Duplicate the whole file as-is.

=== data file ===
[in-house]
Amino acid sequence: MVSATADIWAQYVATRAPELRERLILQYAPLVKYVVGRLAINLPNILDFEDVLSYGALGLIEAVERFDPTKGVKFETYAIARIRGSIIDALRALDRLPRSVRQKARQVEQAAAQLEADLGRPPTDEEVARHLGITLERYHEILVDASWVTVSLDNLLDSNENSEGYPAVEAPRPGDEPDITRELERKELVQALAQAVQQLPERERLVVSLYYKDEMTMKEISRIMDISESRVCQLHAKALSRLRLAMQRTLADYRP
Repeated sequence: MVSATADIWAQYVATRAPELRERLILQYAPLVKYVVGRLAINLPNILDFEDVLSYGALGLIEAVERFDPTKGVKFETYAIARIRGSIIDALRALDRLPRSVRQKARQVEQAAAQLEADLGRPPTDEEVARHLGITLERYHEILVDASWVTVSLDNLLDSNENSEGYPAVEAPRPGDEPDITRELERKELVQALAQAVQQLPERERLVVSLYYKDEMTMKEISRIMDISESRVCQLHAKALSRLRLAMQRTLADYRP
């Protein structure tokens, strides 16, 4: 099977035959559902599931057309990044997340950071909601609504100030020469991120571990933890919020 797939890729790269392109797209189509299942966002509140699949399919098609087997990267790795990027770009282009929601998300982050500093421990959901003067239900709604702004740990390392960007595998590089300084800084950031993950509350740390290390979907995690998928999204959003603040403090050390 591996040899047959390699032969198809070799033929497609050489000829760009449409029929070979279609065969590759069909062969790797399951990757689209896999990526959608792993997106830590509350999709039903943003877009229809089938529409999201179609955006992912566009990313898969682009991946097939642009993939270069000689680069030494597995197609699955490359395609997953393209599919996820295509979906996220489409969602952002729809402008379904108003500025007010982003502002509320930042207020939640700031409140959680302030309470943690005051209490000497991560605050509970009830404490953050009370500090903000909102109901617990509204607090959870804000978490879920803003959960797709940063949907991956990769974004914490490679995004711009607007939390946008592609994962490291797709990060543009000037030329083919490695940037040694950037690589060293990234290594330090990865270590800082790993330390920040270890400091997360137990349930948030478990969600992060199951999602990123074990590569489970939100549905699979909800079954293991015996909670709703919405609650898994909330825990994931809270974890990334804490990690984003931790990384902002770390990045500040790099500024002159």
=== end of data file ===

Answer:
[in-house]
Amino acid sequence: MVSATADIWAQYVATRAPELRERLILQYAPLVKYVVGRLAINLPNILDFEDVLSYGALGLIEAVERFDPTKGVKFETYAIARIRGSIIDALRALDRLPRSVRQKARQVEQAAAQLEADLGRPPTDEEVARHLGITLERYHEILVDASWVTVSLDNLLDSNENSEGYPAVEAPRPGDEPDITRELERKELVQALAQAVQQLPERERLVVSLYYKDEMTMKEISRIMDISESRVCQLHAKALSRLRLAMQRTLADYRP
Repeated sequence: MVSATADIWAQYVATRAPELRERLILQYAPLVKYVVGRLAINLPNILDFEDVLSYGALGLIEAVERFDPTKGVKFETYAIARIRGSIIDALRALDRLPRSVRQKARQVEQAAAQLEADLGRPPTDEEVARHLGITLERYHEILVDASWVTVSLDNLLDSNENSEGYPAVEAPRPGDEPDITRELERKELVQALAQAVQQLPERERLVVSLYYKDEMTMKEISRIMDISESRVCQLHAKALSRLRLAMQRTLADYRP
């Protein structure tokens, strides 16, 4: 099977035959559902599931057309990044997340950071909601609504100030020469991120571990933890919020 797939890729790269392109797209189509299942966002509140699949399919098609087997990267790795990027770009282009929601998300982050500093421990959901003067239900709604702004740990390392960007595998590089300084800084950031993950509350740390290390979907995690998928999204959003603040403090050390 591996040899047959390699032969198809070799033929497609050489000829760009449409029929070979279609065969590759069909062969790797399951990757689209896999990526959608792993997106830590509350999709039903943003877009229809089938529409999201179609955006992912566009990313898969682009991946097939642009993939270069000689680069030494597995197609699955490359395609997953393209599919996820295509979906996220489409969602952002729809402008379904108003500025007010982003502002509320930042207020939640700031409140959680302030309470943690005051209490000497991560605050509970009830404490953050009370500090903000909102109901617990509204607090959870804000978490879920803003959960797709940063949907991956990769974004914490490679995004711009607007939390946008592609994962490291797709990060543009000037030329083919490695940037040694950037690589060293990234290594330090990865270590800082790993330390920040270890400091997360137990349930948030478990969600992060199951999602990123074990590569489970939100549905699979909800079954293991015996909670709703919405609650898994909330825990994931809270974890990334804490990690984003931790990384902002770390990045500040790099500024002159």